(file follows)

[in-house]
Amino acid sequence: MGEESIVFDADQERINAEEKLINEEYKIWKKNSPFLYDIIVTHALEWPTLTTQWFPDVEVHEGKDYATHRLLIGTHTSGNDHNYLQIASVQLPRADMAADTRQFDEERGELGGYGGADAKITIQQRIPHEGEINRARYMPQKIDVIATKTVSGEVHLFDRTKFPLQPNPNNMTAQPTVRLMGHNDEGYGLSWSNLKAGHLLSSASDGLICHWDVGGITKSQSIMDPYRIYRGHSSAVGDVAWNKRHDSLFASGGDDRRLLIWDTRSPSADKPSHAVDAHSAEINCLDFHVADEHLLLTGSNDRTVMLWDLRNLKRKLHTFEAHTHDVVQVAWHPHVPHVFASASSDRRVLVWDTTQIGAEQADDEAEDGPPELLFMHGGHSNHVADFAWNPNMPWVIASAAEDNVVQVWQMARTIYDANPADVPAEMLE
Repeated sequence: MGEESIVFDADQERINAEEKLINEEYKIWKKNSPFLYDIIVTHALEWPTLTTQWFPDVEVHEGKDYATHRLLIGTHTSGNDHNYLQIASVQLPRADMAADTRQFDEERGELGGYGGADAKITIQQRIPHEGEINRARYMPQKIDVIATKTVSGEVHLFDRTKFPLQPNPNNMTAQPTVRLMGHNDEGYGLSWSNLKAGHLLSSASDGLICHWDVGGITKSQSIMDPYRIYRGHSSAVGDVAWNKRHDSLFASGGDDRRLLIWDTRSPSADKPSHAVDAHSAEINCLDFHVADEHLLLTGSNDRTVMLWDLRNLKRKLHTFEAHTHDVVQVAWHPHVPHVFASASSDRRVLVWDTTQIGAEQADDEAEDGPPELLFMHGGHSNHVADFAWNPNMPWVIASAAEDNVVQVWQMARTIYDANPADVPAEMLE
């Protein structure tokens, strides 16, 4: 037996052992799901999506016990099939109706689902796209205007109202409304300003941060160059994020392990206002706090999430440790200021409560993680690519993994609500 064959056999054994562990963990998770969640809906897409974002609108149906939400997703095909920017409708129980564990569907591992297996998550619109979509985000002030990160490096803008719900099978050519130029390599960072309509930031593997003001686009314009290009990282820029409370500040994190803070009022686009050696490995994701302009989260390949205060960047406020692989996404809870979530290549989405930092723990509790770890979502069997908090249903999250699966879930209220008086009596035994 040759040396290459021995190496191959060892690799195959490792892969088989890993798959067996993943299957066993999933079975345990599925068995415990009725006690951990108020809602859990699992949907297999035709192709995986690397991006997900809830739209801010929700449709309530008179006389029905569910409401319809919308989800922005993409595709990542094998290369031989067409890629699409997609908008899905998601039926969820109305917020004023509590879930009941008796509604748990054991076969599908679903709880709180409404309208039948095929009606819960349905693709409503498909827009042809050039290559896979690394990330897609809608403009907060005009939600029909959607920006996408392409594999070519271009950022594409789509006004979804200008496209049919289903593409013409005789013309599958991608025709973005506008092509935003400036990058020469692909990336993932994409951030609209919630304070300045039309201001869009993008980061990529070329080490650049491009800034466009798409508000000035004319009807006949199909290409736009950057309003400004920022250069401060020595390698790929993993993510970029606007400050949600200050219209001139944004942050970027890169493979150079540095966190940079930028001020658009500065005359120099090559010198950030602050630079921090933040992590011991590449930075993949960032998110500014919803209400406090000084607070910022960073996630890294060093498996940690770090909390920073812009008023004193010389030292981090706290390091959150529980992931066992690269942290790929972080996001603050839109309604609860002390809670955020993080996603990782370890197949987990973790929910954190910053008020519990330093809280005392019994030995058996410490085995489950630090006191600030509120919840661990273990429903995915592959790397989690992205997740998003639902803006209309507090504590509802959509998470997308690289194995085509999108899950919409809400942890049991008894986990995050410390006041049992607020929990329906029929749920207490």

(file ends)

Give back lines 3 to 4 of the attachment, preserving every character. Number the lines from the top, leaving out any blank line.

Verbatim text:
Repeated sequence: MGEESIVFDADQERINAEEKLINEEYKIWKKNSPFLYDIIVTHALEWPTLTTQWFPDVEVHEGKDYATHRLLIGTHTSGNDHNYLQIASVQLPRADMAADTRQFDEERGELGGYGGADAKITIQQRIPHEGEINRARYMPQKIDVIATKTVSGEVHLFDRTKFPLQPNPNNMTAQPTVRLMGHNDEGYGLSWSNLKAGHLLSSASDGLICHWDVGGITKSQSIMDPYRIYRGHSSAVGDVAWNKRHDSLFASGGDDRRLLIWDTRSPSADKPSHAVDAHSAEINCLDFHVADEHLLLTGSNDRTVMLWDLRNLKRKLHTFEAHTHDVVQVAWHPHVPHVFASASSDRRVLVWDTTQIGAEQADDEAEDGPPELLFMHGGHSNHVADFAWNPNMPWVIASAAEDNVVQVWQMARTIYDANPADVPAEMLE
């Protein structure tokens, strides 16, 4: 037996052992799901999506016990099939109706689902796209205007109202409304300003941060160059994020392990206002706090999430440790200021409560993680690519993994609500 064959056999054994562990963990998770969640809906897409974002609108149906939400997703095909920017409708129980564990569907591992297996998550619109979509985000002030990160490096803008719900099978050519130029390599960072309509930031593997003001686009314009290009990282820029409370500040994190803070009022686009050696490995994701302009989260390949205060960047406020692989996404809870979530290549989405930092723990509790770890979502069997908090249903999250699966879930209220008086009596035994 040759040396290459021995190496191959060892690799195959490792892969088989890993798959067996993943299957066993999933079975345990599925068995415990009725006690951990108020809602859990699992949907297999035709192709995986690397991006997900809830739209801010929700449709309530008179006389029905569910409401319809919308989800922005993409595709990542094998290369031989067409890629699409997609908008899905998601039926969820109305917020004023509590879930009941008796509604748990054991076969599908679903709880709180409404309208039948095929009606819960349905693709409503498909827009042809050039290559896979690394990330897609809608403009907060005009939600029909959607920006996408392409594999070519271009950022594409789509006004979804200008496209049919289903593409013409005789013309599958991608025709973005506008092509935003400036990058020469692909990336993932994409951030609209919630304070300045039309201001869009993008980061990529070329080490650049491009800034466009798409508000000035004319009807006949199909290409736009950057309003400004920022250069401060020595390698790929993993993510970029606007400050949600200050219209001139944004942050970027890169493979150079540095966190940079930028001020658009500065005359120099090559010198950030602050630079921090933040992590011991590449930075993949960032998110500014919803209400406090000084607070910022960073996630890294060093498996940690770090909390920073812009008023004193010389030292981090706290390091959150529980992931066992690269942290790929972080996001603050839109309604609860002390809670955020993080996603990782370890197949987990973790929910954190910053008020519990330093809280005392019994030995058996410490085995489950630090006191600030509120919840661990273990429903995915592959790397989690992205997740998003639902803006209309507090504590509802959509998470997308690289194995085509999108899950919409809400942890049991008894986990995050410390006041049992607020929990329906029929749920207490």